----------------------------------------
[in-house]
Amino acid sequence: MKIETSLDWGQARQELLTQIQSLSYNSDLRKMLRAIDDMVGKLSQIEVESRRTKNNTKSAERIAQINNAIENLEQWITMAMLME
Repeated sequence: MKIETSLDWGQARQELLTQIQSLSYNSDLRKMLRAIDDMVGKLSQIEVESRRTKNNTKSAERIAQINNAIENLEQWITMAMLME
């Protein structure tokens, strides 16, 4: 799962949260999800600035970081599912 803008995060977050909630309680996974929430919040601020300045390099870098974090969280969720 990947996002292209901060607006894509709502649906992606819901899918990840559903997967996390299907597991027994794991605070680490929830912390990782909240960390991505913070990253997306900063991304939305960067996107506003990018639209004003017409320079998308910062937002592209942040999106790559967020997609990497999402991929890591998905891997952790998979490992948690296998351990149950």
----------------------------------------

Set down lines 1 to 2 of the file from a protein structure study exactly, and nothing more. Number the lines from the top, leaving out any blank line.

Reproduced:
[in-house]
Amino acid sequence: MKIETSLDWGQARQELLTQIQSLSYNSDLRKMLRAIDDMVGKLSQIEVESRRTKNNTKSAERIAQINNAIENLEQWITMAMLME